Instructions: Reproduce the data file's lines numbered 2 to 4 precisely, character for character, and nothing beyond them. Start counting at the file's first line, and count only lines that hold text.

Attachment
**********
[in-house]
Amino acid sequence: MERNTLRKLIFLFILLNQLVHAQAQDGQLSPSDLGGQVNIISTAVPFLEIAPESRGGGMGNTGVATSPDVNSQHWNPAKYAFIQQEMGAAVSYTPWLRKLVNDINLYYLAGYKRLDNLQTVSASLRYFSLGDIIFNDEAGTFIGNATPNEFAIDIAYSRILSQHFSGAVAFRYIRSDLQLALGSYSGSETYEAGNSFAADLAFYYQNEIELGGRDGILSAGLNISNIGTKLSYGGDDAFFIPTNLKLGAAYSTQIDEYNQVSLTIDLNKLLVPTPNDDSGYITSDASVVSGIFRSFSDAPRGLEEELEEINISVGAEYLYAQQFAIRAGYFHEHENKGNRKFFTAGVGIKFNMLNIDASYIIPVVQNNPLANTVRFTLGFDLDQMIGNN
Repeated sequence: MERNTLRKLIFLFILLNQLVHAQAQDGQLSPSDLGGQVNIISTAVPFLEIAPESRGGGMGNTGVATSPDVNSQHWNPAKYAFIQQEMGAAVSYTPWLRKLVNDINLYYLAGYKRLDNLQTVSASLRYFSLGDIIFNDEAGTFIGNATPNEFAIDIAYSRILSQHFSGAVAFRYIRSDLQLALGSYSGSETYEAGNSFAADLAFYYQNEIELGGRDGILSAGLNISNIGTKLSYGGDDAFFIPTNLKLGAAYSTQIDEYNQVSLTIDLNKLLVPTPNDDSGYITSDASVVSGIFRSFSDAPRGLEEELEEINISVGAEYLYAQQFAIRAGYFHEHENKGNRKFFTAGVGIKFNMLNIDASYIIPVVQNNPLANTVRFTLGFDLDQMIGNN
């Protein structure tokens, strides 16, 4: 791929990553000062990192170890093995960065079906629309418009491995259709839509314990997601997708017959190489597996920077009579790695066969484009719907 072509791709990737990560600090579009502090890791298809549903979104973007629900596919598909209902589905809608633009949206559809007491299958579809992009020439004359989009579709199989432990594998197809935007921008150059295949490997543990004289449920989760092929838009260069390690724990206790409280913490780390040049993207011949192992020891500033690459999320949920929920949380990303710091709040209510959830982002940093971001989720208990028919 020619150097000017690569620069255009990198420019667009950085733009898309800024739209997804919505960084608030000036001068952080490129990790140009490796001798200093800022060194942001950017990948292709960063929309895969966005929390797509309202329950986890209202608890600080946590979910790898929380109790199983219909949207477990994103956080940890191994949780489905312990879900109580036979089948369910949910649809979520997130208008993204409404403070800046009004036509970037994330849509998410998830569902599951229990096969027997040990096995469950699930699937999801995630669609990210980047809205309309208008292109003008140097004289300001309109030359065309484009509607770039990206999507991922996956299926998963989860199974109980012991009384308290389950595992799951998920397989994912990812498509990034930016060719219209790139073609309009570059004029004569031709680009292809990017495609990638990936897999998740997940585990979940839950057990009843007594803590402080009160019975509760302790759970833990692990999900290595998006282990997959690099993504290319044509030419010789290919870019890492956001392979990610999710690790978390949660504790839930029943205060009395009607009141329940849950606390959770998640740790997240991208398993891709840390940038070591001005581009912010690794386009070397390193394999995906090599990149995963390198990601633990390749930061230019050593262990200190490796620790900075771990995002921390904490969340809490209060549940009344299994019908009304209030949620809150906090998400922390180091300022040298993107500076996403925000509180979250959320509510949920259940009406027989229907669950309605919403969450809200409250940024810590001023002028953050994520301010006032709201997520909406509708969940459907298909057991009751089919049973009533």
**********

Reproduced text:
Amino acid sequence: MERNTLRKLIFLFILLNQLVHAQAQDGQLSPSDLGGQVNIISTAVPFLEIAPESRGGGMGNTGVATSPDVNSQHWNPAKYAFIQQEMGAAVSYTPWLRKLVNDINLYYLAGYKRLDNLQTVSASLRYFSLGDIIFNDEAGTFIGNATPNEFAIDIAYSRILSQHFSGAVAFRYIRSDLQLALGSYSGSETYEAGNSFAADLAFYYQNEIELGGRDGILSAGLNISNIGTKLSYGGDDAFFIPTNLKLGAAYSTQIDEYNQVSLTIDLNKLLVPTPNDDSGYITSDASVVSGIFRSFSDAPRGLEEELEEINISVGAEYLYAQQFAIRAGYFHEHENKGNRKFFTAGVGIKFNMLNIDASYIIPVVQNNPLANTVRFTLGFDLDQMIGNN
Repeated sequence: MERNTLRKLIFLFILLNQLVHAQAQDGQLSPSDLGGQVNIISTAVPFLEIAPESRGGGMGNTGVATSPDVNSQHWNPAKYAFIQQEMGAAVSYTPWLRKLVNDINLYYLAGYKRLDNLQTVSASLRYFSLGDIIFNDEAGTFIGNATPNEFAIDIAYSRILSQHFSGAVAFRYIRSDLQLALGSYSGSETYEAGNSFAADLAFYYQNEIELGGRDGILSAGLNISNIGTKLSYGGDDAFFIPTNLKLGAAYSTQIDEYNQVSLTIDLNKLLVPTPNDDSGYITSDASVVSGIFRSFSDAPRGLEEELEEINISVGAEYLYAQQFAIRAGYFHEHENKGNRKFFTAGVGIKFNMLNIDASYIIPVVQNNPLANTVRFTLGFDLDQMIGNN
């Protein structure tokens, strides 16, 4: 791929990553000062990192170890093995960065079906629309418009491995259709839509314990997601997708017959190489597996920077009579790695066969484009719907 072509791709990737990560600090579009502090890791298809549903979104973007629900596919598909209902589905809608633009949206559809007491299958579809992009020439004359989009579709199989432990594998197809935007921008150059295949490997543990004289449920989760092929838009260069390690724990206790409280913490780390040049993207011949192992020891500033690459999320949920929920949380990303710091709040209510959830982002940093971001989720208990028919 020619150097000017690569620069255009990198420019667009950085733009898309800024739209997804919505960084608030000036001068952080490129990790140009490796001798200093800022060194942001950017990948292709960063929309895969966005929390797509309202329950986890209202608890600080946590979910790898929380109790199983219909949207477990994103956080940890191994949780489905312990879900109580036979089948369910949910649809979520997130208008993204409404403070800046009004036509970037994330849509998410998830569902599951229990096969027997040990096995469950699930699937999801995630669609990210980047809205309309208008292109003008140097004289300001309109030359065309484009509607770039990206999507991922996956299926998963989860199974109980012991009384308290389950595992799951998920397989994912990812498509990034930016060719219209790139073609309009570059004029004569031709680009292809990017495609990638990936897999998740997940585990979940839950057990009843007594803590402080009160019975509760302790759970833990692990999900290595998006282990997959690099993504290319044509030419010789290919870019890492956001392979990610999710690790978390949660504790839930029943205060009395009607009141329940849950606390959770998640740790997240991208398993891709840390940038070591001005581009912010690794386009070397390193394999995906090599990149995963390198990601633990390749930061230019050593262990200190490796620790900075771990995002921390904490969340809490209060549940009344299994019908009304209030949620809150906090998400922390180091300022040298993107500076996403925000509180979250959320509510949920259940009406027989229907669950309605919403969450809200409250940024810590001023002028953050994520301010006032709201997520909406509708969940459907298909057991009751089919049973009533």